Kansas stood as an island of calm on a fast-moving election map Tuesday night, from the presidential race to a U.S. Senate contest and all four of the state’s congressional districts.
Republican Donald Trump led Democrat Hillary Clinton in early returns. The New York businessman carried Kansas, which hasn’t voted for a Democrat for president since 1964.
Republican U.S. Sen. Jerry Moran defeated Lawrence attorney Patrick Wiesner, leading by a margin of 61 percent to 34 percent in early unofficial returns from the Kansas Secretary of State’s office. Moran was heavily favored to win a second Senate term, if nothing else, by history: Kansas has not elected a Democrat to the U.S. Senate since 1932.
U.S. Rep. Mike Pompeo, R-Wichita, appeared poised to keep his congressional seat.
By 11 p.m. Pompeo, R-Wichita, had 59 percent of the vote to Democrat Dan Giroux’s 31 percent.
Giroux, a Wichita attorney; independent Miranda Allen, a Kiowa businesswoman; and Libertarian Gordon Bakken, a retired aerospace engineer from Wichita; trailed.
“I’m hoping to have a Republican president to work with, and from the numbers now it looks like there’s a chance,” Pompeo said about 9:30 Tuesday night.
“My mission is the same: to create conditions for economic growth and to create the climate where it can grow; and that means deregulation, lower taxes instead of taking more of your money. We may now get a chance to do that.
“There are important national security things to take care of, too,” he added. “Our soldiers and sailors need our help, to keep them in a position where they can keep us safe.”
Pompeo, who was first elected to the U.S. House in 2012, has been an outspoken critic of the Affordable Care Act and the Clean Power Plan. He also served on the House panel that investigated Hillary Clinton’s handling of the 2012 Benghazi attack as U.S. Secretary of State.
Giroux, a former prosecutor, ran on a platform of support for balanced budgets and a willingness to work across the aisle. Giroux ran afoul of some Democrats because he opposes abortion.
A doctor who ousted U.S. Rep. Tim Huelskamp in the Republican primary has now won the seat representing Kansas’ 1st Congressional District, spanning much of central and western Kansas.
Great Bend obstetrician Roger Marshall defeated Clifton farmer and educator Alan LaPolice, who was running as an independent. There was no Democratic candidate in the race in the heavily Republican district.
Marshall made national headlines in the August primary when he ousted Huelskamp, a tea party favorite who was a persistent annoyance to GOP leaders. Huelskamp lost his seat on the House Agriculture Committee in 2012.
Marshall received primary race endorsements from the Kansas Farm Bureau, Kansas Livestock Association, National Association of Wheat Growers and U.S. Chamber of Commerce.
Moran coasted to a second term in the U.S. Senate.
The Associated Press called the race for Moran a little after 8 p.m. Central time.
Moran’s Democratic challenger, Lawrence attorney Patrick Wiesner, never posed much of a threat. He raised only $35,000 compared with Moran’s $6.6 million and struggled to top 30 percent in pre-election polls.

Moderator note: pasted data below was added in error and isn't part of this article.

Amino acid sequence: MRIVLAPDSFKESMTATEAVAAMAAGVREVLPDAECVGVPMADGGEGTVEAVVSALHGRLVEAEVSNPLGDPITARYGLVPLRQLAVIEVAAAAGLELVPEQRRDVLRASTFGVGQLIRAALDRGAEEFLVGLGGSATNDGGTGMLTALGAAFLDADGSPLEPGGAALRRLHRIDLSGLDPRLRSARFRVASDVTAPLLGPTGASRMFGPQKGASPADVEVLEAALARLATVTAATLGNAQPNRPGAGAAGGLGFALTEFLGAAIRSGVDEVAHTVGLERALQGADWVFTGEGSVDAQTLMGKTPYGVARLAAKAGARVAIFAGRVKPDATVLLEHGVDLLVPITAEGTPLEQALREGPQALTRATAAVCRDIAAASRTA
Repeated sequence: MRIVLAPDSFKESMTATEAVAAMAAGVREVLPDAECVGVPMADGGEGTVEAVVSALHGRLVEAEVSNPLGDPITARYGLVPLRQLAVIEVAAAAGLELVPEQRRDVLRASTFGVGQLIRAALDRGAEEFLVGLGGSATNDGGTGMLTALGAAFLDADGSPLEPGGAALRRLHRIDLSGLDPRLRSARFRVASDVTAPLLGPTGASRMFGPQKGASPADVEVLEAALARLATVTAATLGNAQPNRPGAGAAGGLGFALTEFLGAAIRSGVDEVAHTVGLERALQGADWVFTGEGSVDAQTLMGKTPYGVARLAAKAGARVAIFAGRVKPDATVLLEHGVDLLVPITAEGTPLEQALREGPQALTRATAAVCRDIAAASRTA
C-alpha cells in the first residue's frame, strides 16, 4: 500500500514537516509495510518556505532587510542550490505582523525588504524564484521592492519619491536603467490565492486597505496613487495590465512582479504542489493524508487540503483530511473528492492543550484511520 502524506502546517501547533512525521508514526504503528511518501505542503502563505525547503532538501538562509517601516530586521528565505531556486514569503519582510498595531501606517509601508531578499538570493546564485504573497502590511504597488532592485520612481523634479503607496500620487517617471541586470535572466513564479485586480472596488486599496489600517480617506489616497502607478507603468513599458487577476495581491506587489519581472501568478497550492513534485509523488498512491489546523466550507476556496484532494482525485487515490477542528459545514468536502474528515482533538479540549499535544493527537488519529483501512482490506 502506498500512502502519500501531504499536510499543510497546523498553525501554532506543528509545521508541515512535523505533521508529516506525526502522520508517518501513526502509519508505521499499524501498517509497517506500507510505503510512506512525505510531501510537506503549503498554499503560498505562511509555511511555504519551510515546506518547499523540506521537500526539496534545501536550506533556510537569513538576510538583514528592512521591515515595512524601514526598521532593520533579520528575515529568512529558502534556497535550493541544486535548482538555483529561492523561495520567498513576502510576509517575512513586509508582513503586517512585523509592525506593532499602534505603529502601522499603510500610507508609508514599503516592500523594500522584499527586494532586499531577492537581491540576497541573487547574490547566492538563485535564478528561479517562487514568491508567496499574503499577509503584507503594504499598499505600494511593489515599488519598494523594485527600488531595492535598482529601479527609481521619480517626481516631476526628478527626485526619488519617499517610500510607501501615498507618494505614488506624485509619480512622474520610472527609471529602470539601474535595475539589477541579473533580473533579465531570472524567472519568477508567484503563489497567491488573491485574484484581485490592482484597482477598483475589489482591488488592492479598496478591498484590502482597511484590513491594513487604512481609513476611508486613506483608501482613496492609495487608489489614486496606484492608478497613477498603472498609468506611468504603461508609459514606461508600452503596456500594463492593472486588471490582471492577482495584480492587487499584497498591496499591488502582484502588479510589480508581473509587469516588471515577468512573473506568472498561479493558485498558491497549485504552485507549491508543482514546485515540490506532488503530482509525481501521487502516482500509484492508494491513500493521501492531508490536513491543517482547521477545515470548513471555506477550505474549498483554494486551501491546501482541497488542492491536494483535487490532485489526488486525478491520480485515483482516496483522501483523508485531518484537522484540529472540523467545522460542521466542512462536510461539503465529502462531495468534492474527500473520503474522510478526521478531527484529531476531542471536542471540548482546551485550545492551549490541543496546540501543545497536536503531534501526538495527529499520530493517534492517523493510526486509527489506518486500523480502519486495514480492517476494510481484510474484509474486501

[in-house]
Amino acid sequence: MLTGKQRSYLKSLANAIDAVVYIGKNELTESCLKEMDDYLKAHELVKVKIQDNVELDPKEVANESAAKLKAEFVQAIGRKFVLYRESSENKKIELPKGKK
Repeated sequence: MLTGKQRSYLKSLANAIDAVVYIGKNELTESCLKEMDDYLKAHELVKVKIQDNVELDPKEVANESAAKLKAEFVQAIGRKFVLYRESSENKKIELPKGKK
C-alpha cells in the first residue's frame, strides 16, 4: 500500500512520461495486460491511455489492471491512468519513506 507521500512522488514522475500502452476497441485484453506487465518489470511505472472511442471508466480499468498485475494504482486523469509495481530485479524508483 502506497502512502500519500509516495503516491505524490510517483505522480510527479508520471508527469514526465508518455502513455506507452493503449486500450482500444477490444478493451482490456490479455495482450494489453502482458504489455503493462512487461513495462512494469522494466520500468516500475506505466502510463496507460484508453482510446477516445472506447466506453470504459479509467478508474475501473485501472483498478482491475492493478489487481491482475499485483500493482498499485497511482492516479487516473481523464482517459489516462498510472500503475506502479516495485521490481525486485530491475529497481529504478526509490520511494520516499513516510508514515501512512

No matter which party controls the Senate in January, Moran, 62, will return to Capitol Hill as a second-term lawmaker with more seniority. If his past chairmanship of the National Republican Senatorial Committee is any indication, Moran may seek a more prominent role in his party’s leadership.
Speaking to a group of reporters in Overland Park, Moran acknowledged voters’ frustration with Congress and other institutions they’ve grown to distrust.
“I think there’s just a tremendous amount of dissatisfaction with the way things are in Washington, D.C.,” Moran said. “And I think they want to make certain that you’re something different than what the problem is in Washington, D.C.”
Two years ago, Moran played an instrumental role in wresting control of the U.S. Senate from Democrats. Chosen by his peers to be chairman of the National Republican Senatorial Committee in 2012, he helped recruit and raise funds for GOP Senate candidates running in the 2014 midterm elections.
Taking on the high-profile, high-pressure position at the head of the GOP’s campaign arm in the Senate was an uncharacteristic gamble for Moran, who has a reputation for being risk averse. But it paid off. Republicans picked up 9 seats and took power in the Senate.
Moran sits on the powerful appropriations committee in the Senate, which sets federal spending levels. He also is chairman of an appropriations subcommittee in charge of agriculture funding, and has spots on other Senate panels that oversee commerce, transportation, banking and veterans affairs.
Moran was first elected to Congress in 1996, when he won election to the U.S. House of Representatives.
Republican Rep. Lynn Jenkins has batted back a Democratic challenge from an Ottawa school board member to hold on to her congressional seat in the 2nd District of Kansas.
Jenkins defeated Democrat Britani Potter to win a fifth two-year term. Jenkins is the senior member of the state’s U.S. House delegation.
Both candidates ran unopposed in their respective primaries.
Closer to Kansas City, in the 3rd Congressional District, Republican Rep. Kevin Yoder was in a closer-than-expected race with Democrat Jay Sidie, but with an early lead of 53 percent to 41 percent.
Yoder’s district, though traditionally Republican, was thought to be leaning toward Clinton at the presidential level.
Contributing: Bryan Lowry of The Eagle and Hunter Woodall of the Kansas City Star.